Rumi turned two in April and she does not go to a preschool or daycare as yet. A perfectly normal fact, right? Except that it does not seem perfectly natural and normal because I don’t know any other two year old who does not go to either a preschool or daycare or activity center of some sort! It is surprising me even as I write this and I’m trying to count off all the parents of toddlers that I know…but nope, none of the other toddlers I know spend all their time at home!
People started asking us about this six months back. All of them tell us that it is a wonderful experience for children to be with other children. My neighbor talks of how her daughter has become more social ever since she started summer camp. A cousin tells me that her child’s eating habits have improved due to shared meals with other children. Preschools are now state-of-the-art and it is possible to track your child’s move on a Smartphone, thus eliminating the safety concern. Then, what is it that is actually keeping us from sending Rumi off, for at least two hours a day? Only the unwavering faith and belief that she reaps the most benefits and learning from unstructured play and from time spent with her parents.
I don’t really buy into the whole “Mula social hotat” argument (It helps kids with their social skills). In a country like India, it is impossible to escape social contact on a day-to-day basis. The bell rings, and it’s the maid, the guy who collects the trash, the milkman, the neighbor who gives us pulao in a bowl, the watchman ….the list never ends. Grandparents, aunts, uncles, cousins, drop by on a regular basis. We are enmeshed in a net of social contacts and that is the beauty of living here, something we miss terribly whenever we are abroad.
I also believe that Rumi learns the most and the best from us and the people closest to her, who she shares a comfortable and loving bond with. Without a structured effort of any kind, she knows the letters of the alphabet and numbers and colors and shapes, from her playing blocks and toys and books. I don’t fret about these learning milestones at all and I think there is plenty of time for her later to get into the rigidity and discipline of 45 minutes per subject.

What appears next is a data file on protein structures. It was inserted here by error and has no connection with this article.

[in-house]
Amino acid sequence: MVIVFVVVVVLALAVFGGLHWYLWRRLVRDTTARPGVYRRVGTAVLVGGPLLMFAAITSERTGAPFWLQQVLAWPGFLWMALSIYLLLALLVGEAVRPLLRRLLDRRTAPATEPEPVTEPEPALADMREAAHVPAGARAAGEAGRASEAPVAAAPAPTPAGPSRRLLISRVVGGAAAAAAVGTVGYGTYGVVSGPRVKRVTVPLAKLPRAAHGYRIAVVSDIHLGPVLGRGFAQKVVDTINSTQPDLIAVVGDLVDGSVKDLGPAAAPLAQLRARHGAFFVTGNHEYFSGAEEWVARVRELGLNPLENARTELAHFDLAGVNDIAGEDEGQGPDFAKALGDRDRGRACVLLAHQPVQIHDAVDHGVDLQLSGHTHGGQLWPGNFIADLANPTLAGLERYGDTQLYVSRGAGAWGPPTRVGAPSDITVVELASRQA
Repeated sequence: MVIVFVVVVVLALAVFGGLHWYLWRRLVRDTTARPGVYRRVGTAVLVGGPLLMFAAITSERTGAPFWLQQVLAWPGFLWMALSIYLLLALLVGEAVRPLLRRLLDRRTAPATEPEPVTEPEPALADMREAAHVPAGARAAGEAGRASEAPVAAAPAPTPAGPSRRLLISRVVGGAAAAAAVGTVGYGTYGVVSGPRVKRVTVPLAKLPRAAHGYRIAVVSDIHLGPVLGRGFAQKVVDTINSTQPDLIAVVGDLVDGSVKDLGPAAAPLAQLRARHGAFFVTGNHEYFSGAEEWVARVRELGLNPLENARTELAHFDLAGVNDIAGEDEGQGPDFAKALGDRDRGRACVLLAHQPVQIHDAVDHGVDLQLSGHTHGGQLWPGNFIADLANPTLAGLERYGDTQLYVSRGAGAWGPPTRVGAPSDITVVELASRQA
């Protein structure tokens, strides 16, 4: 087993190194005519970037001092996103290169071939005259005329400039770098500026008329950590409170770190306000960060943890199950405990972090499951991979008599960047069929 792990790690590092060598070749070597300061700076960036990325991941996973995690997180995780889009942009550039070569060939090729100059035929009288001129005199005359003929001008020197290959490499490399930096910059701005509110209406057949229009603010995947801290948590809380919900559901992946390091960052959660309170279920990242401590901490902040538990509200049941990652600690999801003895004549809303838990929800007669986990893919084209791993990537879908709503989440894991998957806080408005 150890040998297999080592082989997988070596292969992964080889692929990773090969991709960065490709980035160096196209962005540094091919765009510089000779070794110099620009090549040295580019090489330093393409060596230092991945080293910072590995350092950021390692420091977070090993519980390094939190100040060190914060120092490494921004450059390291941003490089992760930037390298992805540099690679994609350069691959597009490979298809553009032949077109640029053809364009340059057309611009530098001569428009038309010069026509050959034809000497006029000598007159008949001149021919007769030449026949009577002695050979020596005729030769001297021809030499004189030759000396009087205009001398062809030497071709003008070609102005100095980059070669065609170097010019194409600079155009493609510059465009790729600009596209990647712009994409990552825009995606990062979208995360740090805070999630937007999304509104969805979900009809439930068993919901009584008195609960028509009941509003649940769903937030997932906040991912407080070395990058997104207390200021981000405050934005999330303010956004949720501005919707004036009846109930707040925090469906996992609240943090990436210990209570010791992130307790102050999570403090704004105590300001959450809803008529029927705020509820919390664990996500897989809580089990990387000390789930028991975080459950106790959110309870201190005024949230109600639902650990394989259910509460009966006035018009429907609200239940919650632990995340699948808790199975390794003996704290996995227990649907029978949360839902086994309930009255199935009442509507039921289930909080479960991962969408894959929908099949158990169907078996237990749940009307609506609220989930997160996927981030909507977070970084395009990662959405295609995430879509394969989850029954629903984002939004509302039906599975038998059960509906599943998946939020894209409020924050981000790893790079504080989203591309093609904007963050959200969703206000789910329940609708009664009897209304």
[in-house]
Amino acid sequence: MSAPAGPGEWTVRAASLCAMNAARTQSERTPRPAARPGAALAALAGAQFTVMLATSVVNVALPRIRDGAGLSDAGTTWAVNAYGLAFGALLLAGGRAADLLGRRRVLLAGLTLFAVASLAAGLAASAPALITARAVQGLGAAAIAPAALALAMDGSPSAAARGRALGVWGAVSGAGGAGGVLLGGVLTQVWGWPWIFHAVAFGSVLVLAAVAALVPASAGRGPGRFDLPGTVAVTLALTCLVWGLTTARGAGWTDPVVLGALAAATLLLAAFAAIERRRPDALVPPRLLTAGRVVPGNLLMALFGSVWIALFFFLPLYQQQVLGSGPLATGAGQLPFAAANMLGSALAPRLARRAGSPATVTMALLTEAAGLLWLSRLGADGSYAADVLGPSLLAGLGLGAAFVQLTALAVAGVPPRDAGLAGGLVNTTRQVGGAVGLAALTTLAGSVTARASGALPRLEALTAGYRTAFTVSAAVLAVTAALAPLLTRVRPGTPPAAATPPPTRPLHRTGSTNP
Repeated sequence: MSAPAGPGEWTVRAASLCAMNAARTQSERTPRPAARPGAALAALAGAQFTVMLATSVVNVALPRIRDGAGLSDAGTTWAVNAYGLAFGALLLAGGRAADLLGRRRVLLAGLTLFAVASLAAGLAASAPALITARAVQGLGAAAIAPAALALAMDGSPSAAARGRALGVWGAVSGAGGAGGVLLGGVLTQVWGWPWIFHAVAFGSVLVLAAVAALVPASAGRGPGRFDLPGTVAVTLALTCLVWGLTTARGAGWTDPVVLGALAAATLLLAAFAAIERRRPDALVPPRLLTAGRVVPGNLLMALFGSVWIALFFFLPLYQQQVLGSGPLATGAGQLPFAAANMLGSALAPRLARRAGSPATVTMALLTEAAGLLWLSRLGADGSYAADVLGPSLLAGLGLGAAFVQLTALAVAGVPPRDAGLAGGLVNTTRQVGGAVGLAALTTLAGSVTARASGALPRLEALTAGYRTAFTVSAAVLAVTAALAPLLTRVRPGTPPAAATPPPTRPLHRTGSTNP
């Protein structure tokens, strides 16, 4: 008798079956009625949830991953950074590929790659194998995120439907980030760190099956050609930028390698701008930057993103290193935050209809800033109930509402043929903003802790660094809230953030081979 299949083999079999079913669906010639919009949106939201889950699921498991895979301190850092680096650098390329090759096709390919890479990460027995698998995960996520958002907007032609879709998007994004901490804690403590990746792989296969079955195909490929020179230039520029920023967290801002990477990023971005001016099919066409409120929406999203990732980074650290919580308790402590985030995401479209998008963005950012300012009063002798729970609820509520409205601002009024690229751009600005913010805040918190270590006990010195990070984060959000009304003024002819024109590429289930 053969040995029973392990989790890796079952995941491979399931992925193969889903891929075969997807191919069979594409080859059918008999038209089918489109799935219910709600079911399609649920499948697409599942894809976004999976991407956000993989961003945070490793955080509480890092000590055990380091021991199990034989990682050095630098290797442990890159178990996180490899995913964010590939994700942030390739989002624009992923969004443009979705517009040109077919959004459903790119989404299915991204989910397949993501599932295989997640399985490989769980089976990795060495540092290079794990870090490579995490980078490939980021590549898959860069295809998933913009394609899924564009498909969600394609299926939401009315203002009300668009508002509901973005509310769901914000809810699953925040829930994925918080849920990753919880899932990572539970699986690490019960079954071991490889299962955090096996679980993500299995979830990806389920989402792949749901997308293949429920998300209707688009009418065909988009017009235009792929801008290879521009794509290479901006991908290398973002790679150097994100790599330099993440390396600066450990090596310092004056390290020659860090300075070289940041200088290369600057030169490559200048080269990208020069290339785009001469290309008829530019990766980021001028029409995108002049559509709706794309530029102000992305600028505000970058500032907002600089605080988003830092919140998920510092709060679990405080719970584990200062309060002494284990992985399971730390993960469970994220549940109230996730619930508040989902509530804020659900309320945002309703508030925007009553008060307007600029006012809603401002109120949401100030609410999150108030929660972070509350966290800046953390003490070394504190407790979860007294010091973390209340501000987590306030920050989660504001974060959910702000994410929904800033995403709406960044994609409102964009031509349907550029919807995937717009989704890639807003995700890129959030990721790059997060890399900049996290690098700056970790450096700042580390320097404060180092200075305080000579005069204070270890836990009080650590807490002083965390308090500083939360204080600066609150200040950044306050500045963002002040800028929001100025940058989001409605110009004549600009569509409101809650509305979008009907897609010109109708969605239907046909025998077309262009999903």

The second thing that most parents talk about is how their child gets bored at home. With a little effort and pre-planning, it is possible to create fun activities with materials that are available at home. Trish Kuffner’s “The Toddler’s Busy Book” is a great source of 365 things you can do with your toddler. Even with a line-up of fun activities, there are times that your child will be bored and clingy but that’s fine. Getting bored is a good way for your kid to stretch their creativity, by trying to figure out what they can do next.
Another point, and a very valid one that parents make is the time they get away from their child. Whether you are a SAHP or a working parent, there is a lot of work that gets done in the two or three hours that the child is away at school. This kind of time-pocket is invaluable for parents working from home or double-income parents or those who do not have a support system in the form of grandparents or other caretakers who can spend time with the child on a regular basis. Every family and parent is different. We all do the best that we can within the means that are available to us and do not need to take on additional guilt about the number of hours we spend with our children. Quality above quantity, every time. But the time that you spend with your child is truly invaluable and irreplaceable. And nobody can replace YOU and what you can offer.
Rumi’s only two and I already feel like time is running out! It seems like only yesterday that she was breastfeeding and in her tiny onesies. Very soon she’ll stop sucking her thumb, she’ll be out of her diapers. She’ll stop needing me around all the time and prefer to play on her own or read without my help. Time flies by so fast! So, in spite of all the frustration that it sometimes brings, I am holding on to this time with her for as long as I can.